- Amanda Cooper
Create your own Quality Pictures for Your Website When You Don't Have Budget for a Professional
I recently realised that I have a really limited amount of good unique images for my website and social media posts. Free stock images are brilliant for helping to add the wow factor to your website and social, but you need a personal touch as well.
Being self-employed, I don’t have a budget right now to hire a professional photographer, so I started to research the best ways to take your own images for website and social media, that will still look effective and good quality on a website.
Many of you are likely to be in a similar boat, so I thought I would share what I’ve learnt, in the hope that it may help some of you to create some nicer imagery for your digital marketing now or in the future. I’ll also share links of articles I found useful along the way.
Use Natural Bright Light
Carefully consider the location that you will be taking your pictures in. The best light source is natural daylight, indoor lighting can sometimes give your images a strange hue, so if you do need to shoot pictures indoors try to use a bright room with as much natural light as possible.
If you can shoot outside, then the best lighting is outdoors, surprisingly on a cloudy day. Avoid direct sunlight as this can cast unwanted shadows. The best times for lighting when taking pictures outside is just before dusk or just after dawn, this is known as the “Golden Hour”.
If you are using a smartphone for your images (and let’s be honest, most people will be!) then try to avoid using your flash and remember to keep the light source in front of you.
If shooting a product, it’s worth investing in some cheap white foam boards (or cardboard) to help bounce the light from the opposite direction to help evenly illuminate your product.
Invest in a Tripod
Even the smallest movement can make a picture blurry and when you want your images to be absolutely on point that will just not do! So, get yourself a little tripod to make your life easier, they don’t have to cost the earth you can find tripods alone or in a package deal on Amazon for under £20.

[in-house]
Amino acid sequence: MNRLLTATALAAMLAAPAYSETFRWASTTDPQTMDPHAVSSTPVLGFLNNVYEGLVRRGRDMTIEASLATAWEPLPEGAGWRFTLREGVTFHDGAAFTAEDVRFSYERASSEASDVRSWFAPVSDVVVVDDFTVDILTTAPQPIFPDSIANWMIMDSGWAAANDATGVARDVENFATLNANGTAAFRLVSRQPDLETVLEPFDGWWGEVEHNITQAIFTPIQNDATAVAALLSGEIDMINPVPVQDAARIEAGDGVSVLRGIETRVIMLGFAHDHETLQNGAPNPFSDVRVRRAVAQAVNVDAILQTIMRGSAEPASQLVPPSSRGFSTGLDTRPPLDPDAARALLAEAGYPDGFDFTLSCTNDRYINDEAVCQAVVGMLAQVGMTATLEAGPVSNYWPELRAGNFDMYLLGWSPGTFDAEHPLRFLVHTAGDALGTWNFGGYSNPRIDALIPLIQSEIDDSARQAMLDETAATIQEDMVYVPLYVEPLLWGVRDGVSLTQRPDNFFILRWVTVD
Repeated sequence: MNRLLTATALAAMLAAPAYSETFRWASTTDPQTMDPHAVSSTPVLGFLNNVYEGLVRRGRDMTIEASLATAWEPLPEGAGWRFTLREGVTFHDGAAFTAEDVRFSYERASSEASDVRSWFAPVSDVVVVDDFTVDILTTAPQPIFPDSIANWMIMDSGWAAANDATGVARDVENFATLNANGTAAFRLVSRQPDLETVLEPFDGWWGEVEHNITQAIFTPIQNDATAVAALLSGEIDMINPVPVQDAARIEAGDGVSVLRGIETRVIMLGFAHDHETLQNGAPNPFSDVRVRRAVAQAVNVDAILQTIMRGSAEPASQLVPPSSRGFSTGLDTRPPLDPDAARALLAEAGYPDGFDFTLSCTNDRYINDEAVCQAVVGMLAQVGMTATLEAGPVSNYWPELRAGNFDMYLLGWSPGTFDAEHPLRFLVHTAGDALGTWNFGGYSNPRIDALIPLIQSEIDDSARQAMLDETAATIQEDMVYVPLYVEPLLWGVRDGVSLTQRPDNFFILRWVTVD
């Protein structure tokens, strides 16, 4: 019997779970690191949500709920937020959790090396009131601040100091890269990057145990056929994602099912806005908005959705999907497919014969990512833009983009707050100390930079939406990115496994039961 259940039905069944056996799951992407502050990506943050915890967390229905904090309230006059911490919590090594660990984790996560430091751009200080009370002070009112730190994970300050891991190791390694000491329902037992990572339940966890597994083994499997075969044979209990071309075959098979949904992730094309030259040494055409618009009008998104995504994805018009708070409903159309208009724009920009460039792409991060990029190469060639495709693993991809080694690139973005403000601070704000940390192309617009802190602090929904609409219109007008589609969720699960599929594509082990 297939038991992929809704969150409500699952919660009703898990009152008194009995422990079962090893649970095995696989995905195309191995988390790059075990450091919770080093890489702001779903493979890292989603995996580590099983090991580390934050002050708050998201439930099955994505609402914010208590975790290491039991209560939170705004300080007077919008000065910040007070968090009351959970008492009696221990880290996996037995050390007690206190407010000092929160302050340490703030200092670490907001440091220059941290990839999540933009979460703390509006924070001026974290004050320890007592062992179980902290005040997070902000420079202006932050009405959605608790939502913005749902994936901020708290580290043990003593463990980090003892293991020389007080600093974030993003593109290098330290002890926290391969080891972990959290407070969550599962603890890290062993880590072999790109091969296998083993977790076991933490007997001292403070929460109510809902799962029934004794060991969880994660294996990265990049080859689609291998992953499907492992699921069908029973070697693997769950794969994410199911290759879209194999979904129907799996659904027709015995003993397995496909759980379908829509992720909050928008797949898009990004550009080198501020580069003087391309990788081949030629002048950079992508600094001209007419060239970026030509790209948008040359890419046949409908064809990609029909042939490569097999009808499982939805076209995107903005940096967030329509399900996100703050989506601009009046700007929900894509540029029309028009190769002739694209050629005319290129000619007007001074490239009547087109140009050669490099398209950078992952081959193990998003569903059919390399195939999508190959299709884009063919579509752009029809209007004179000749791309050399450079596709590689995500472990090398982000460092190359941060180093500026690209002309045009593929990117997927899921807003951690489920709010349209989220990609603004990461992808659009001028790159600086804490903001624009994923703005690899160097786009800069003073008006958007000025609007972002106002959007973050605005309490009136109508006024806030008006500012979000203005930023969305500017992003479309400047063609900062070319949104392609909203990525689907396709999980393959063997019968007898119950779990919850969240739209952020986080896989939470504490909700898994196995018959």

Try to keep the background simple
Really think about what is visible in your shots. The last thing you want is to get that perfect shot and then realise that there is an overflowing rubbish bin way off in the background. Also keep in mind that simple is better.
If you’re taking shots of a person consider going outside with open sky behind them or against a solid wall.
For product photographs decide on whether you want a branded/coloured background or plain white and then you can either pick up some large card or use some fabric for this.
Fabric can be a nice touch if you want to add some texture to your images. Try to avoid backgrounds with patterns or lots going on, when trying to do these things yourself with limited knowledge simple nearly always provides a better-quality effect.
Consider what you’re using the images for
Always think about what images you need and where you want to put them on your website. This will then help you when planning out your image and its composition (which I’ll touch on next). Does it need to fit in an unusual shape on the website or maybe you need the point of interest to be over to the left as you’ll have text overlapping on the right.
Try to shoot in landscape on most things unless you are shooting a headshot of somebody or tall objects/buildings that won’t fit within a landscape frame. Generally, landscape works best for website images. Also try to ensure you leave plenty of space around the focal point of your image in case you need to crop some of the image out to fit it in the appropriate place on the website, if in doubt take a number of images from different distances to help combat this.
Always consider composition when taking photos
Composition of a photo can be the key difference between an image that is ok and one that is stunning and catches the eye.
The most well-known rule for composition is the rule of thirds. This basic rule consists of splitting the screen into nine squares (think of a noughts and crosses board) and ensuring that points of interest are on the intersections. I found this article really useful for understanding the different compositions and how to use them.
Editing your photos
Avoid cropping or resizing your images too much on your phone as this can affect the resolution and image quality.
Smartphones quite often come with a variety of photo editing tools, which is great, but try to stick to the basics, like simply adjusting the light slightly, also avoid adding filters. Overedited and filtered images can often compromise the quality.
If you have access to tools like Adobe Photoshop, and know how to use it, then it’s definitely worth editing your photo’s in there instead. Or utilise free tools such as Canva to help you tweak your images without compromising on the image quality.
So there you go! These were the main tips that I found most useful for helping me to create some eye-catching imagery that will be effective on my digital marketing. I’m working on them as this is published and will be updating some of the imagery on my website very soon.
Here are a few links to articles that I found useful and helped me to put this content together –
Share some of your DIY website images and let us know how you achieved them, lets all share our tips and experiences to help each other.